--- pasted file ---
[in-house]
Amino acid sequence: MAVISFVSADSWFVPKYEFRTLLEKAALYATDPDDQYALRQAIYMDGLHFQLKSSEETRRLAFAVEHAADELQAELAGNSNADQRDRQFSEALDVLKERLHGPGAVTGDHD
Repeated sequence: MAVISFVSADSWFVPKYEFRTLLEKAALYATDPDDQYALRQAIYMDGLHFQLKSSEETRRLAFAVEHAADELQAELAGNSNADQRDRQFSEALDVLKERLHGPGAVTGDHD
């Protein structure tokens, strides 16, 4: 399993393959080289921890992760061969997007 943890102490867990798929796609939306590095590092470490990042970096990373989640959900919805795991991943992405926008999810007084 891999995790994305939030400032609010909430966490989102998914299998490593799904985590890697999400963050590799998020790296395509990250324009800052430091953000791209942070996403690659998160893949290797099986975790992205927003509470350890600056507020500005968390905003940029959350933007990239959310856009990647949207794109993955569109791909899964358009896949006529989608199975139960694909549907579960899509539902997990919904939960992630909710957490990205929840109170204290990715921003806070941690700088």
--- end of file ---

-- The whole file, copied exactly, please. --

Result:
[in-house]
Amino acid sequence: MAVISFVSADSWFVPKYEFRTLLEKAALYATDPDDQYALRQAIYMDGLHFQLKSSEETRRLAFAVEHAADELQAELAGNSNADQRDRQFSEALDVLKERLHGPGAVTGDHD
Repeated sequence: MAVISFVSADSWFVPKYEFRTLLEKAALYATDPDDQYALRQAIYMDGLHFQLKSSEETRRLAFAVEHAADELQAELAGNSNADQRDRQFSEALDVLKERLHGPGAVTGDHD
């Protein structure tokens, strides 16, 4: 399993393959080289921890992760061969997007 943890102490867990798929796609939306590095590092470490990042970096990373989640959900919805795991991943992405926008999810007084 891999995790994305939030400032609010909430966490989102998914299998490593799904985590890697999400963050590799998020790296395509990250324009800052430091953000791209942070996403690659998160893949290797099986975790992205927003509470350890600056507020500005968390905003940029959350933007990239959310856009990647949207794109993955569109791909899964358009896949006529989608199975139960694909549907579960899509539902997990919904939960992630909710957490990205929840109170204290990715921003806070941690700088």